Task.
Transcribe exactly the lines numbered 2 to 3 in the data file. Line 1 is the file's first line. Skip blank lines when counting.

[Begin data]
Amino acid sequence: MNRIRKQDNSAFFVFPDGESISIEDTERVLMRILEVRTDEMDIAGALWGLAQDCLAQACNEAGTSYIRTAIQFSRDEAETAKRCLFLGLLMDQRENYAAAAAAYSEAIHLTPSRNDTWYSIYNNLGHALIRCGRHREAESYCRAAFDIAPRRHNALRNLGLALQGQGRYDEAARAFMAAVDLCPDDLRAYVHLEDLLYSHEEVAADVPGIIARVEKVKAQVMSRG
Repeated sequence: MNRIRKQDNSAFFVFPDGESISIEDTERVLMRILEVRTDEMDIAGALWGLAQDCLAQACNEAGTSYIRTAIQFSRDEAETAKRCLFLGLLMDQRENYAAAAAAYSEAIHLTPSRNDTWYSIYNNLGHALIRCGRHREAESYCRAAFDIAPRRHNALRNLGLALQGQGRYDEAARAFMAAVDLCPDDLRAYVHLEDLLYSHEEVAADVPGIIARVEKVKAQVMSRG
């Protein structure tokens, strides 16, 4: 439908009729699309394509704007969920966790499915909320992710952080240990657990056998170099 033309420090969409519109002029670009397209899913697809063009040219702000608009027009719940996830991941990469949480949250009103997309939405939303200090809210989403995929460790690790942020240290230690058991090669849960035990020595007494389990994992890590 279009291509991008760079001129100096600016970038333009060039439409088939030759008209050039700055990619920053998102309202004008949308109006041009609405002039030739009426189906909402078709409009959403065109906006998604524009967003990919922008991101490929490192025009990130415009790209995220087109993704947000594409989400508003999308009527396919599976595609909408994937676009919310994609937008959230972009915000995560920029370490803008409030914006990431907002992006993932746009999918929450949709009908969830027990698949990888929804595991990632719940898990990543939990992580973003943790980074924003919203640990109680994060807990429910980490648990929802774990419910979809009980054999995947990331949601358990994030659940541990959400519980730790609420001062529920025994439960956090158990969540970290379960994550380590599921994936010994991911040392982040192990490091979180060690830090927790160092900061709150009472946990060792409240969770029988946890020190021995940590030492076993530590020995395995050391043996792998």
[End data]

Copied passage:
Repeated sequence: MNRIRKQDNSAFFVFPDGESISIEDTERVLMRILEVRTDEMDIAGALWGLAQDCLAQACNEAGTSYIRTAIQFSRDEAETAKRCLFLGLLMDQRENYAAAAAAYSEAIHLTPSRNDTWYSIYNNLGHALIRCGRHREAESYCRAAFDIAPRRHNALRNLGLALQGQGRYDEAARAFMAAVDLCPDDLRAYVHLEDLLYSHEEVAADVPGIIARVEKVKAQVMSRG
């Protein structure tokens, strides 16, 4: 439908009729699309394509704007969920966790499915909320992710952080240990657990056998170099 033309420090969409519109002029670009397209899913697809063009040219702000608009027009719940996830991941990469949480949250009103997309939405939303200090809210989403995929460790690790942020240290230690058991090669849960035990020595007494389990994992890590 279009291509991008760079001129100096600016970038333009060039439409088939030759008209050039700055990619920053998102309202004008949308109006041009609405002039030739009426189906909402078709409009959403065109906006998604524009967003990919922008991101490929490192025009990130415009790209995220087109993704947000594409989400508003999308009527396919599976595609909408994937676009919310994609937008959230972009915000995560920029370490803008409030914006990431907002992006993932746009999918929450949709009908969830027990698949990888929804595991990632719940898990990543939990992580973003943790980074924003919203640990109680994060807990429910980490648990929802774990419910979809009980054999995947990331949601358990994030659940541990959400519980730790609420001062529920025994439960956090158990969540970290379960994550380590599921994936010994991911040392982040192990490091979180060690830090927790160092900061709150009472946990060792409240969770029988946890020190021995940590030492076993530590020995395995050391043996792998």